Taurine: Everything You Need to Know

Taurine seems to turn up in so many things that it has become part of the norm for food and drink additives. Energy drinks, sports, drinks, supplements—even baby food—now contain taurine. How many of us even think to ask, what is taurine? 

Put simply, taurine is an amino acid, one of the so-called building blocks of life. Amino acids are the elements of proteins, and anyone who is interested in fitness and exercise is also interested in building muscle to some degree. Taurine is a bit of an exception as an amino acid since it is one of the amino acids that we do not necessarily need all the time.

It seems particularly important to explore something like taurine precisely because it has become so popular. As countless young people, and even some older people, have taken to drinking energy drinks that contain taurine, it is appropriate to get an understanding of exactly what taurine is.

Doctors, researchers, and fitness enthusiasts all believe taurine provides a wealth of benefits. Everything from mental health to childhood development, it is believed, can benefit from adding taurine to our diets. What is taurine, what are the real benefits of taurine, and are there any potential ill-effects of taurine?

This article explores the science of taurine and how we may benefits form including taurine in our diets and health programs. What is taurine? And how does it work? 

What is taurine? 

Taurine is an amino acid. It occurs naturally in our bodies and is found primarily in the brain, eyes, heart, and muscle tissues. Amino acids are widely known as the building blocks of muscles. However, taurine is an exception.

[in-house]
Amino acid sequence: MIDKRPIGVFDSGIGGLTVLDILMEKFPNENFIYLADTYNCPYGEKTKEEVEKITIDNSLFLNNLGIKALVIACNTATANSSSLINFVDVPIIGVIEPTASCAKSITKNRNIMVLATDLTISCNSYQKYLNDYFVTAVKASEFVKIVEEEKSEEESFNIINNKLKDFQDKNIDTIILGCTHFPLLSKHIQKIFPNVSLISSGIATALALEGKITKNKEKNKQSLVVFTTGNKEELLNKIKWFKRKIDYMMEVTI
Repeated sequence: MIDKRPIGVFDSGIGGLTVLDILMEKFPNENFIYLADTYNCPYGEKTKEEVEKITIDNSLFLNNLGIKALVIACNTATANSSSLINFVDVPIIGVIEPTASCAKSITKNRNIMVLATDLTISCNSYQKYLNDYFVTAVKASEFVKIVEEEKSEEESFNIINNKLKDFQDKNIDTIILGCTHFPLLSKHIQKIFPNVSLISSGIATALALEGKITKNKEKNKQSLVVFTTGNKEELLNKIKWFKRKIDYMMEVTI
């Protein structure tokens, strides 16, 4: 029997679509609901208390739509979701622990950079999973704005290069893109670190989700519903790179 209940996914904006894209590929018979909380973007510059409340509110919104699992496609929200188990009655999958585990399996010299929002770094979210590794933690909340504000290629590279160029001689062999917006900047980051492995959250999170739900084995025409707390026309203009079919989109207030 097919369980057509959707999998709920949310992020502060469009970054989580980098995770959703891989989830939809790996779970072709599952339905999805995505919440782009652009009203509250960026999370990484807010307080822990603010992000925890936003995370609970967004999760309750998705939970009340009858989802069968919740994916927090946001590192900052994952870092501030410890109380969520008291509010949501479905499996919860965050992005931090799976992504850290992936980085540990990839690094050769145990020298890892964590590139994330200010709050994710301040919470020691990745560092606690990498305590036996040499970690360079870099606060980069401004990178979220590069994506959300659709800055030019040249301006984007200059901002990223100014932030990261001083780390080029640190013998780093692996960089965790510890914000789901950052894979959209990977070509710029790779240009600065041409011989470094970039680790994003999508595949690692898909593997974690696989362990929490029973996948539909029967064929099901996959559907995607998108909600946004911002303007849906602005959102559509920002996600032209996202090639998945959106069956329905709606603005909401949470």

Taurine is what is classified as a conditionally essential amino acid. There are 20 amino acids, the body only produces 11 of them. The other nine amino acids are called essential amino acids. We must get these essential amino acids in our diet. There are also what scientists classify as conditionally essential amino acids. This means we need these amino acids only under specific conditions.

Conditionally essential amino acids become necessary when we are fighting an illness or under stress. Taurine falls into this category. While it is an essential amino acid, it is one that we only need under specific conditions.

Our bodies can produce taurine, but may people require supplemental taurine for specific reasons. People with heart disease or diabetes, for example, benefit from taking taurine supplements. Taurine is also added to a formula specifically made for premature babies since it is taurine that is fundamental to fetal brain development.

There are some popular myths about taurine. For instance, taurine is not extracted from bull urine or bull semen. This is nothing more than a rather gross urban myth. The name “taurine” comes from the Latin word for bull, Taurus. That is the only connection to bulls, and the reason behind this connection is explained below.

Taurine works in several physiological processes. These include: 

  • Regulating the volume of body cells
  • Stabilizing cell membranes
  • Adjusting the amount of calcium in cells
  • Producing bile salts

As we said, taurine can be produced by our bodies, but supplemental taurine may be helpful for the functions listed above. 

Where does taurine come from?